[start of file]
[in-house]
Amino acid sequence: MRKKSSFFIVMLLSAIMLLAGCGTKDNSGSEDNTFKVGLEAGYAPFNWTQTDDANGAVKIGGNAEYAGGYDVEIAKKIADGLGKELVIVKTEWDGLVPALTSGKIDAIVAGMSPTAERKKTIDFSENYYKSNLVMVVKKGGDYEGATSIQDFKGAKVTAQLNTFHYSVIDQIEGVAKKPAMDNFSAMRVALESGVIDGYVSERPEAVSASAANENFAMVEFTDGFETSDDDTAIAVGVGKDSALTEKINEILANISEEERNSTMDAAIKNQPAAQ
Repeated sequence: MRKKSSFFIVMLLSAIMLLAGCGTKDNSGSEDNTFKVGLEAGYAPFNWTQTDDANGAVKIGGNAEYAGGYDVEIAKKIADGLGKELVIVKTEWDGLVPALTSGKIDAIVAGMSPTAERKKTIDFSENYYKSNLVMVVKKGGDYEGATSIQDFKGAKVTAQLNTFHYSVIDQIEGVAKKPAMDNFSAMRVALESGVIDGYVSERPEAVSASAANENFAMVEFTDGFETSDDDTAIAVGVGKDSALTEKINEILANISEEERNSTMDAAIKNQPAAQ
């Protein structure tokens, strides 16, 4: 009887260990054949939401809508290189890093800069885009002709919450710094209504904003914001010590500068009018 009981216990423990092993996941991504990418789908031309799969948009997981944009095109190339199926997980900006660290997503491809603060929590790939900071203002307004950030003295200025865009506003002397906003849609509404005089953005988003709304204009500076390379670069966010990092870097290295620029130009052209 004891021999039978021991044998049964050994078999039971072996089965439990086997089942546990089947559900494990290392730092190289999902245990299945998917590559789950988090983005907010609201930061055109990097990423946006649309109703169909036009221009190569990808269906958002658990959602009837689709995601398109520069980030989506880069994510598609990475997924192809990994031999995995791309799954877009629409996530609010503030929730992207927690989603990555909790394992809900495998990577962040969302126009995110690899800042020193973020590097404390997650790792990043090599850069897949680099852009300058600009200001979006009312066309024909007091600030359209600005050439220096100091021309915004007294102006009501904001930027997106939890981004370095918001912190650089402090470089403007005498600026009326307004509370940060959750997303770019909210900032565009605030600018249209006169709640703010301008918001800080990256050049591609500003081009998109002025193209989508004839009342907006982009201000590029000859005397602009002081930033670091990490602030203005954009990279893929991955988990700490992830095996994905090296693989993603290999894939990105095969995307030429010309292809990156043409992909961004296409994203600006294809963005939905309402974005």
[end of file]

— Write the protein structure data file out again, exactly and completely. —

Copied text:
[in-house]
Amino acid sequence: MRKKSSFFIVMLLSAIMLLAGCGTKDNSGSEDNTFKVGLEAGYAPFNWTQTDDANGAVKIGGNAEYAGGYDVEIAKKIADGLGKELVIVKTEWDGLVPALTSGKIDAIVAGMSPTAERKKTIDFSENYYKSNLVMVVKKGGDYEGATSIQDFKGAKVTAQLNTFHYSVIDQIEGVAKKPAMDNFSAMRVALESGVIDGYVSERPEAVSASAANENFAMVEFTDGFETSDDDTAIAVGVGKDSALTEKINEILANISEEERNSTMDAAIKNQPAAQ
Repeated sequence: MRKKSSFFIVMLLSAIMLLAGCGTKDNSGSEDNTFKVGLEAGYAPFNWTQTDDANGAVKIGGNAEYAGGYDVEIAKKIADGLGKELVIVKTEWDGLVPALTSGKIDAIVAGMSPTAERKKTIDFSENYYKSNLVMVVKKGGDYEGATSIQDFKGAKVTAQLNTFHYSVIDQIEGVAKKPAMDNFSAMRVALESGVIDGYVSERPEAVSASAANENFAMVEFTDGFETSDDDTAIAVGVGKDSALTEKINEILANISEEERNSTMDAAIKNQPAAQ
């Protein structure tokens, strides 16, 4: 009887260990054949939401809508290189890093800069885009002709919450710094209504904003914001010590500068009018 009981216990423990092993996941991504990418789908031309799969948009997981944009095109190339199926997980900006660290997503491809603060929590790939900071203002307004950030003295200025865009506003002397906003849609509404005089953005988003709304204009500076390379670069966010990092870097290295620029130009052209 004891021999039978021991044998049964050994078999039971072996089965439990086997089942546990089947559900494990290392730092190289999902245990299945998917590559789950988090983005907010609201930061055109990097990423946006649309109703169909036009221009190569990808269906958002658990959602009837689709995601398109520069980030989506880069994510598609990475997924192809990994031999995995791309799954877009629409996530609010503030929730992207927690989603990555909790394992809900495998990577962040969302126009995110690899800042020193973020590097404390997650790792990043090599850069897949680099852009300058600009200001979006009312066309024909007091600030359209600005050439220096100091021309915004007294102006009501904001930027997106939890981004370095918001912190650089402090470089403007005498600026009326307004509370940060959750997303770019909210900032565009605030600018249209006169709640703010301008918001800080990256050049591609500003081009998109002025193209989508004839009342907006982009201000590029000859005397602009002081930033670091990490602030203005954009990279893929991955988990700490992830095996994905090296693989993603290999894939990105095969995307030429010309292809990156043409992909961004296409994203600006294809963005939905309402974005």